The £2.5billion Laggan-Tormore project on the UK Atlantic Frontier has finally been approved and should, once onstream, deliver some 1trillion cu ft of gas to the UK market, plus significant volumes of condensate internationally, starting in 2014.
In 1986, the partnership of Shell with Britoil drilled a well 200km (125 miles) north-west of Shetland in 600m (1,968ft) of water. Hoping for oil, they instead found a gas-condensate reservoir.
As a result, 206/1-2 was destined to become one of a number of gas/liquids finds made on the UK Atlantic Frontier that became moribund due to a perceived lack of scale, coupled with technology challenges deemed too hard to handle at the time.
That particular acreage was to be relinquished back to the UK Government.
About 10 years later, the licence on which 206/1-2 was drilled was back in the Government’s North Sea lotto – the 16th Oil & Gas Round of 1995 in which Total was awarded the acreage as the French group felt there was latent potential.
Total proceeded to drill three further Laggan wells – 206/1-3 in 1996 to get a better initial feel, then 206/1a-4a and the 206/1a-4aZ sidetrack of 2004, which was suspended as a possible future producer, albeit against ongoing worries about commercial viability.
The 206/1a-4aZ well tested at 37.8million cu ft per day of gas. Work continued on a potentially stand-alone development if the economics could be made to work.
Doubts were, however, assuaged with the 205/5a-1 success when Laggan consort Tormore was found in 2007. Total at last had, with little doubt, a viable project in the making.
Driving the dream forward during its early years under Total was the French group’s UK North Sea chief, Michel Contie, who was passionate about the UK Atlantic Frontier, who wanted to see a commercial gas breakthrough in the sector and who lobbied and lobbied the UK Government in a bid to persuade it to make a strategic investment in gas transportation infrastructure.
Contie was undoubtedly also an important catalyst to the eventual creation of the West of Shetland Task Force (WoSTF) between the industry and the UK Government.
Until Laggan-Tormore is brought onstream, for now, UK Atlantic Frontier gas export infrastructure is limited to the BP-operated 20in West of Shetland Pipeline System and the East of Shetland Pipeline System which, together, transport associated gas from Clair and the Schiehallion/Foinaven fields to BP’s Magnus platform in the East Shetland Basin for enhanced oil recovery. However, this pipeline routing is limited in capacity and commercially complex.
So what of the reservoirs and the development plan?
Laggan is a Palaeocene gas condensate accumulation and the reservoir is a combination structural/stratigraphic trap.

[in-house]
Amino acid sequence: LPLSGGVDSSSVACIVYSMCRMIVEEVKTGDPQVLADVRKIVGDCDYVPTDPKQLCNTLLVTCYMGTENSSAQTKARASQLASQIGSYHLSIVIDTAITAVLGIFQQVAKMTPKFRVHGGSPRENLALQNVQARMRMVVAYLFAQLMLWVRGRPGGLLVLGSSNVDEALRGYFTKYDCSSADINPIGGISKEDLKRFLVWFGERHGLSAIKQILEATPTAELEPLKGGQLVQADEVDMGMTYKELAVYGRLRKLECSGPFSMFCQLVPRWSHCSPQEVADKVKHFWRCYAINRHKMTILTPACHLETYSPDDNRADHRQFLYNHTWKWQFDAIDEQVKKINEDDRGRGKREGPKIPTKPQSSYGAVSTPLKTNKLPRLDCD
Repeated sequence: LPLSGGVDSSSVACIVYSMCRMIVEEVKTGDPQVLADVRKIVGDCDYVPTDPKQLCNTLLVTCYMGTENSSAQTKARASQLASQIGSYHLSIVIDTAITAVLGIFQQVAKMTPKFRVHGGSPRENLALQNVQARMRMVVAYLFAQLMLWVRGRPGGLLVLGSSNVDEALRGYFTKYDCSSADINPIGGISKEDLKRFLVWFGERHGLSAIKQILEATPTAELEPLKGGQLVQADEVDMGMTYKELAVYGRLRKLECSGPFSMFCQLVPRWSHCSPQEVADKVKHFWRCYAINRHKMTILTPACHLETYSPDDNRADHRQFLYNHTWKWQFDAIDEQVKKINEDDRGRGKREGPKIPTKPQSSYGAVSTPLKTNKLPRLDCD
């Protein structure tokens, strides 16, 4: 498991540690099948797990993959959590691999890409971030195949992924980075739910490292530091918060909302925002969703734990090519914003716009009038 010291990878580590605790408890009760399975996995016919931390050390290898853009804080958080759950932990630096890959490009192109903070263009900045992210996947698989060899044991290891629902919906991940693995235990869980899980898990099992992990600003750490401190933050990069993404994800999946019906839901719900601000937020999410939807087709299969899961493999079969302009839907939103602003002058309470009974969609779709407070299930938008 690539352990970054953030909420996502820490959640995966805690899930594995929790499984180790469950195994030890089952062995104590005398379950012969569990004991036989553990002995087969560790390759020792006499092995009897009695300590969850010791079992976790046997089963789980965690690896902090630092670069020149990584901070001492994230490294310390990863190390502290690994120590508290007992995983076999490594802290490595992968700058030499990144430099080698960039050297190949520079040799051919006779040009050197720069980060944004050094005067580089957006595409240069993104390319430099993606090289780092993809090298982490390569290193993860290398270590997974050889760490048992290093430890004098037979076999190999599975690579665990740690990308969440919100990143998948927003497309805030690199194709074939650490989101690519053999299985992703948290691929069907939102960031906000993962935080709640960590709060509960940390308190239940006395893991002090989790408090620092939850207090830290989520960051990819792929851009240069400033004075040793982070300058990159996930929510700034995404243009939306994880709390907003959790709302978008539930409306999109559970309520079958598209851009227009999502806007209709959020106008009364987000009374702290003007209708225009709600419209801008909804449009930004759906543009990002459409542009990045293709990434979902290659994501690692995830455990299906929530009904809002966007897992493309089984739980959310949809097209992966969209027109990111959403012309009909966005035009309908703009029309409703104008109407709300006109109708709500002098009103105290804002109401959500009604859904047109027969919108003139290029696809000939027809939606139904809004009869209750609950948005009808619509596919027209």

The crest of the structure is at 3,500m (11,480ft) below the sea floor and there is a 400m (1,312ft) gas column. The reservoir covers an area of about 42sq km. The total gross reservoir thickness (T35 sands) is less than 70m (230ft), including two field-wide inter-bedded shales. The reservoir comprises sand-rich turbidite lobe facies, with the reservoir architecture controlled by compensation and normal faults.
Tormore is similar to Laggan in terms of trapping configuration, depositional model and reservoir properties. The main difference is the fluid, with Tormore gas condensate being about three times richer than Laggan – a big plus.
The reservoir lies at a depth of 5,505m (18,060ft) (crest).
The fact that Tormore is richer than Laggan is of considerable commercial importance. It is located some 16km (10 miles) south-west of its neighbour and had, for some years, been recognised as a potential gas resource by the licence partners.
In parallel to the activities of the WoSTF, the Tormore partners put together a plan to drill the prospect in summer 2007 using the Sedco 714 semi-submersible.
The well was spudded on June 13, 2007, in 610m (2,000ft) water depth, with total depth reached in less than two months, on August 3. After final logging, a drill-stem test was performed.
According to a paper prepared for the Society of Petroleum Engineers by Total, the discovery in Tormore of appreciable further quantities of gas condensate close to Laggan brought a welcome boost to the WoSTF and “put the ball firmly back in the court for the Laggan-Tormore partners to push forward with their plans to open up a new gas export infrastructure for the region”.
After preliminary studies confirmed the potential economic value of a combined project, the partnership agreed to move forward with an aggressive schedule of development studies aimed at selecting the optimum development concept by mid-2008.
Departing from the conventional sequence of conceptual studies followed by pre-project, it was agreed to update the original stand-alone Laggan pre-project to take account of Tormore while, in parallel, running an offshore hub conceptual study.
A range of options were considered: